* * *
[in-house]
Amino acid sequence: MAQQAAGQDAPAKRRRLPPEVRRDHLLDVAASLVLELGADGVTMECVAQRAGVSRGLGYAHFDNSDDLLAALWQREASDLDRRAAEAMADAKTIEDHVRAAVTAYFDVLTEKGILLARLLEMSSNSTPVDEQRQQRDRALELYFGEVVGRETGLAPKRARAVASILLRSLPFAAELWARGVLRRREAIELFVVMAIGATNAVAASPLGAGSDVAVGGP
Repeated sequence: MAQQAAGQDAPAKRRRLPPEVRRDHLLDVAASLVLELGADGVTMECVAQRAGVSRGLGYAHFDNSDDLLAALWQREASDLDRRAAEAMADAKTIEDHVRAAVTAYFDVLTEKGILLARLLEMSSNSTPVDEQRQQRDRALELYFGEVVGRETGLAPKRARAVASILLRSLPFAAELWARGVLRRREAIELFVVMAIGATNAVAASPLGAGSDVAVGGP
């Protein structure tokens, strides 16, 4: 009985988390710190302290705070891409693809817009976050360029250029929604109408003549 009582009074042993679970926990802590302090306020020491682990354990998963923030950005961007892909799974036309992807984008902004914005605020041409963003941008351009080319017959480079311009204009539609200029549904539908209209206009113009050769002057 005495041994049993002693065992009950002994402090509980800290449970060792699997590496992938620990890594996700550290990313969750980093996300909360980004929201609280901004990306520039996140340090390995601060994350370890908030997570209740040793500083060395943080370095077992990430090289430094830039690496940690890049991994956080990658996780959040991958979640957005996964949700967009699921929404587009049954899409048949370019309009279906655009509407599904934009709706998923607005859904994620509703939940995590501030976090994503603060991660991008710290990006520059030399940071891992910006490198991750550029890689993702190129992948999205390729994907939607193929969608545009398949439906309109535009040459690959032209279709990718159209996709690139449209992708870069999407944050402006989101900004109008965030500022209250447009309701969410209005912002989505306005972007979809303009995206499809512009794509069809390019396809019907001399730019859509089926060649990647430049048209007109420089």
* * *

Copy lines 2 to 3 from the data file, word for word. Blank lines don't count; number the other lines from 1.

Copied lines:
Amino acid sequence: MAQQAAGQDAPAKRRRLPPEVRRDHLLDVAASLVLELGADGVTMECVAQRAGVSRGLGYAHFDNSDDLLAALWQREASDLDRRAAEAMADAKTIEDHVRAAVTAYFDVLTEKGILLARLLEMSSNSTPVDEQRQQRDRALELYFGEVVGRETGLAPKRARAVASILLRSLPFAAELWARGVLRRREAIELFVVMAIGATNAVAASPLGAGSDVAVGGP
Repeated sequence: MAQQAAGQDAPAKRRRLPPEVRRDHLLDVAASLVLELGADGVTMECVAQRAGVSRGLGYAHFDNSDDLLAALWQREASDLDRRAAEAMADAKTIEDHVRAAVTAYFDVLTEKGILLARLLEMSSNSTPVDEQRQQRDRALELYFGEVVGRETGLAPKRARAVASILLRSLPFAAELWARGVLRRREAIELFVVMAIGATNAVAASPLGAGSDVAVGGP